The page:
The basket’s on a table in the hallway with a mirror hanging over it, both the table and mirror left behind by the previous tenants when I moved in here fifteen years ago. I finger through the mail. A flyer for Senior Fun Day at a local wellness center, another for golden-age tai chi classes at the Y. Lubricate your joints! Improve your balance! Find serenity! Oh, and that damned brochure for Squantum River Warehouse for People Past Their Use-By Date. No questionnaire. Typical Patty—a day late, a dollar short.
That’s when I catch sight of myself in the mirror. Is that woman really me? A fading brunette, well padded, and well past her prime. When I flip on the hallway light, it’s worse. Mimi, all alone. Mimi Malloy by herself. Then, behind the old me, I see the shapely brunette I used to be, the one with the tiny waist and the dimpled smile, the one Jack Malloy fell in love with oh so long ago. Maire Sheehan, aka Mimi. Little Mimi, I love you so.
The mirror whispers something I’ve known for ages: I’m no longer the fairest of them all. Not a by long shot. Jowls around my chin line. Love handles, but no love. When I lean in closer, I find that one long hair, a whisker, growing out of my chin on the left side, white and thick as thread. I pluck it every couple of weeks, but it grows back every time. Sometimes I forget til one of my daughters sees it, screams, and goes running for the tweezers.
I flip the light back off.
Back when my daughters were growing up, I was the envy of all the other mothers. Oh, Mimi, how do you do it? they raved after every one of my pregnancies. That shape with all those little girls.
Chasing after children, all day, every day, I used to joke. That’s my diet plan. The truth is I didn’t dare gain an ounce. Gaining weight was not an option. A month after every birth, as soon as I stopped bleeding, Jack wanted me back in my straight skirts and high heels, my white maillot if it was summer. His fantasy was that I could be mistaken for Liz Taylor. I never dared to let myself go, which is exactly what my daughters have accused me of ever since I left him. Oh, Mimi, you’ve really let yourself go.
*   *   *
All women lose their looks. Sooner or later. It’s inevitable, like sun in morning, moon at night. No female escapes, no matter how much time or money she’s got to spend on herself. Most women, though, lose their looks in bits and pieces, a wrinkle here, an extra pound or two there, then the drooping boobs, the sagging bottom, the thinning hair and thickening waist. But me, I lost them all at once—here today, gone tomorrow—the same way I once lost a good watch and then a pair of rosary beads Jack had given me, no clue about their worth until I realized they were gone for good. I was forty-nine, hadn’t even started the Change, when they cut me open and scooped me out like an old fruit. My female organs, turned into medical waste, carted off in a red plastic bucket to be incinerated who knows where. It was all those babies, six, Jack wanted me to have and then left me to care for—one of whom, Malvina, the nurses held inside me, squeezing my legs together until the doctor showed up twenty minutes later. The trouble with my girl parts started then. So they tell me.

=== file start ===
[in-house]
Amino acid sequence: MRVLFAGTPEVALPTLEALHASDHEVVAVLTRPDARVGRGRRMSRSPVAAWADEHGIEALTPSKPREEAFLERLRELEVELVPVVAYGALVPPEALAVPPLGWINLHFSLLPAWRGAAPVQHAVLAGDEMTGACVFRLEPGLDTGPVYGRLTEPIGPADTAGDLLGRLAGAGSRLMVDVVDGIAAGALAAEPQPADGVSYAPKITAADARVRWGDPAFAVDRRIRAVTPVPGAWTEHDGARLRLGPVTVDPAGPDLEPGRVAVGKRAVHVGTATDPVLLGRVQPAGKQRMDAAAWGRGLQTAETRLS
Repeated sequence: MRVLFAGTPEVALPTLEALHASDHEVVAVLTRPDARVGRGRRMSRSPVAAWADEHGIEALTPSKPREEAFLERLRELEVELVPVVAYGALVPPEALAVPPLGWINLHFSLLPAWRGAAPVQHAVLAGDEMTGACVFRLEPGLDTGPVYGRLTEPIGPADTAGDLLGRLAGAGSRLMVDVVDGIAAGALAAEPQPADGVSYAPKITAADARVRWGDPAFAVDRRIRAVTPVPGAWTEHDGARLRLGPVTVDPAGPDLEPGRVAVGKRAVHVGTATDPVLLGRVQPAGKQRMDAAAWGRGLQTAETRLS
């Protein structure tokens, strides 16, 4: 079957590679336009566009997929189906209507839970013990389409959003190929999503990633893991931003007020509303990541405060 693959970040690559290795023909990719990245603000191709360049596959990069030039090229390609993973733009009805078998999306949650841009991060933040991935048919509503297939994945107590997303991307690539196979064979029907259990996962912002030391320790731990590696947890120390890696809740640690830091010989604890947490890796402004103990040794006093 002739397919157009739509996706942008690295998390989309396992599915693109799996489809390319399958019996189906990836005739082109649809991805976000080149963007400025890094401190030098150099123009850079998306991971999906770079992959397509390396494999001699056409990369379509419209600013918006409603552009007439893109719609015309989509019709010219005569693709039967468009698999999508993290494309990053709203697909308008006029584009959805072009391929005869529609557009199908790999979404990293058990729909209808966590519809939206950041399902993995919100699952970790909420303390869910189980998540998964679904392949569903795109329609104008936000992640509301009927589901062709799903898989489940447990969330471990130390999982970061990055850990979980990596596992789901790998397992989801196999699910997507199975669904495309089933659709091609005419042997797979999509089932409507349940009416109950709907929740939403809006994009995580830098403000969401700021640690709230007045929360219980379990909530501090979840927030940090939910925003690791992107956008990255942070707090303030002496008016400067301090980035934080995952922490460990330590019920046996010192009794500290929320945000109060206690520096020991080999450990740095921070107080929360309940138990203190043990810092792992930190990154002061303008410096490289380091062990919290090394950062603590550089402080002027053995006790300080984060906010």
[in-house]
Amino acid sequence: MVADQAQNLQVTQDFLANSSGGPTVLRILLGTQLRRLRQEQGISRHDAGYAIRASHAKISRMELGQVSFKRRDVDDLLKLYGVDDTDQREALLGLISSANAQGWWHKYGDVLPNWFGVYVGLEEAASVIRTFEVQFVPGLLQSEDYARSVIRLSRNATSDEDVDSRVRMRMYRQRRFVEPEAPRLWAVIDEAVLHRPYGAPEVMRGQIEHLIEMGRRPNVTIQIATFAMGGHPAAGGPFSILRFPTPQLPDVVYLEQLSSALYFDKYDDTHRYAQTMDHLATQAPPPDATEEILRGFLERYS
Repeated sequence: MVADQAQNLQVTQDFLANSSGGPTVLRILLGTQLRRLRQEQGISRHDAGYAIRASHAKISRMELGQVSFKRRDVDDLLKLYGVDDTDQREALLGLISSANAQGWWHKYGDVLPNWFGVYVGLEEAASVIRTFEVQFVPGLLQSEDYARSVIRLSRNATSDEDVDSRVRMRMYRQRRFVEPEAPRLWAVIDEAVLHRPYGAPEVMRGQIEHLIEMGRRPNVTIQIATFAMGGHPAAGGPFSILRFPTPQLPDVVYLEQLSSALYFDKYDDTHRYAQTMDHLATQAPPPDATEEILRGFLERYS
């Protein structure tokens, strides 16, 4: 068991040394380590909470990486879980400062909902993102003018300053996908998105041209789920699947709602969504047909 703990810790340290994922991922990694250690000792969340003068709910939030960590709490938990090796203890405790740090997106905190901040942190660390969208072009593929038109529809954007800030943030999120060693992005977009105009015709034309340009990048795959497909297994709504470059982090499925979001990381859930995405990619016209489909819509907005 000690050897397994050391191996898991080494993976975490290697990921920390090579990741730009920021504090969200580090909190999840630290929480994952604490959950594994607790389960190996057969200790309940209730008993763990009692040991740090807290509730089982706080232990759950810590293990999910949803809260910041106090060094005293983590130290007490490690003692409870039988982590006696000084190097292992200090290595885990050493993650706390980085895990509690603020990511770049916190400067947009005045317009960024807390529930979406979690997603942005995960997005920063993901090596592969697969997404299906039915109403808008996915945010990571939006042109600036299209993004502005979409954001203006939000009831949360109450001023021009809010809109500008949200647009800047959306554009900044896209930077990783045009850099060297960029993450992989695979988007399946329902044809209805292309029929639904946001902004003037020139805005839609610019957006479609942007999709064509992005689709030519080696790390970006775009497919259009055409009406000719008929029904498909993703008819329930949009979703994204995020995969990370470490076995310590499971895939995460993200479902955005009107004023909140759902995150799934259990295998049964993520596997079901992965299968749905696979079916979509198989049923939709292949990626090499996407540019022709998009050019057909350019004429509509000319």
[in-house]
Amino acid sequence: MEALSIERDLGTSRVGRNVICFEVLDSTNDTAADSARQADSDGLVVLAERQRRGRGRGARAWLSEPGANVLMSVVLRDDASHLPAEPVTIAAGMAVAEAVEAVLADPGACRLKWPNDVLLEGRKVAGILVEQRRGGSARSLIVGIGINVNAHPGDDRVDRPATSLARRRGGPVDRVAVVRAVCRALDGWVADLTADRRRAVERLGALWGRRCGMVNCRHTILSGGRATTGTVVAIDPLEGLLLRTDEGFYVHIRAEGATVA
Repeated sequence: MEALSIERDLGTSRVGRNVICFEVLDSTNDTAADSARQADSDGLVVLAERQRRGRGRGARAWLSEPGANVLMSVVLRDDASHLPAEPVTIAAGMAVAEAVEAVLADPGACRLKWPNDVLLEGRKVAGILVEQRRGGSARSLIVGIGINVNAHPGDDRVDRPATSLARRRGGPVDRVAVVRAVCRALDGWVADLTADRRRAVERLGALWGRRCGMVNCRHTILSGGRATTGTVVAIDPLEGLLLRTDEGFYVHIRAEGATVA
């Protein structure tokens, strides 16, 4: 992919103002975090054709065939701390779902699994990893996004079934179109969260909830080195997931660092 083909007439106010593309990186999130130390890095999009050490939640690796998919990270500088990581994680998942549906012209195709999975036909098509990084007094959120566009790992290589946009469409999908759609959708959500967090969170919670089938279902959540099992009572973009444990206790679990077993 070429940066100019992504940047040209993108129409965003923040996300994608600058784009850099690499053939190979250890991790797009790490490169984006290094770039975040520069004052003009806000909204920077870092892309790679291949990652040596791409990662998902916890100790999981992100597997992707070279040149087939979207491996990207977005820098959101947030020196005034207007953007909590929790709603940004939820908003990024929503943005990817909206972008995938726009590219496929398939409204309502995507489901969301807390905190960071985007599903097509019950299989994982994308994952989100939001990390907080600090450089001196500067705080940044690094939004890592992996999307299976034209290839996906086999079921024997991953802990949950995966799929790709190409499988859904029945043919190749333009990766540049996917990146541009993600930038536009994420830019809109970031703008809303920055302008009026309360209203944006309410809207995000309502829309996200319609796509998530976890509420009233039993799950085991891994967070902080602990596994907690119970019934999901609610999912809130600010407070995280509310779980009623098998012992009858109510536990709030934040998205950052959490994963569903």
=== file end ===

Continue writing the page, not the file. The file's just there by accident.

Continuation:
But I didn’t let myself go. Never, ever let myself go. If I let myself go, what would I be left with? Nada. Instead, I was erased. No more wolf whistles when I walked along the beach. No men making way so I could get into line ahead of them at the bank or the post office, or helping me put the groceries into the car. They didn’t see me anymore. I’d disappeared.
*   *   *
The mirror’s some type of fake filigree, with gold, curly things around the edges, not my taste at all. I reach for it, wonder why I haven’t thought of this before: Take the damned thing down! Who needs reminders? I’ll put up a pretty picture, say of children picking flowers in a meadow. I’ve seen some nice ones at Kmart. Or an arrangement of my grandkids’ school pictures. That’s it! Right here in the front hall. That would shut my daughters up, all their complaints about how I don’t display the grandkids’ pictures properly. That I don’t show enough interest in the grandkids, don’t love them enough.
I get my stepstool from the kitchen so I can grasp the mirror better. It weighs a ton. The wall behind it is pure white, the rest of the walls tinged yellow from my True Blues. “Imagine what they’re doing to your lungs!” Cass would say if she were here, and then probably make a note of it to share with her sisters. I lug the mirror into my bedroom, stopping every couple of steps to catch my breath. I rest it against my bed while I look for a place to store it.
My bedroom has a big closet all along one wall. I use the closest half for my everyday things and the far half for storage, which is plenty for me. I’m not a saver or a keeper, not a pack rat like most of my sisters and my kids, who cannot bear to part with anything. I have a place for everything, and keep everything in its place. No skeletons in my closets, nor any dust bunnies, either, thank you very much. Crazy clean, my daughters say. I prefer to say I travel light.
I slide open the door on the far end of the closet. Click, the sensor light goes on. Love it! Plenty of room for the mirror. I’m sliding it in when a drop of water hits my head. I stand there for a minute, waiting for another, just to prove to myself that I’m not loony. Sure enough, another drop falls. This time, it hits the mirror. Splat! It slides down the glass, reflecting itself. Another hits my head, then another. Raindrops keep falling on my head.… One of my ex’s favorite songs. I look up and see a wet stain in the upper corner. I look down and see the carpet’s sopping wet. Good lord, we’ve sprung a leak! Probably in the bathroom of the upstairs apartment.
I let go of the mirror, go into the kitchen. I keep the number of our super right by the phone. Dick Duffy, a World War II combat vet, a widower and one of the nicest guys you’ll ever meet. I dial him up, get the answering machine. I give him my name and my apartment number, though no doubt he knows them both by heart. “I hope you’ll get here soon,” I say. “I don’t want to be swept out in a flood in the middle of the night.”


 
Copyright © 2014 by Julia MacDonnell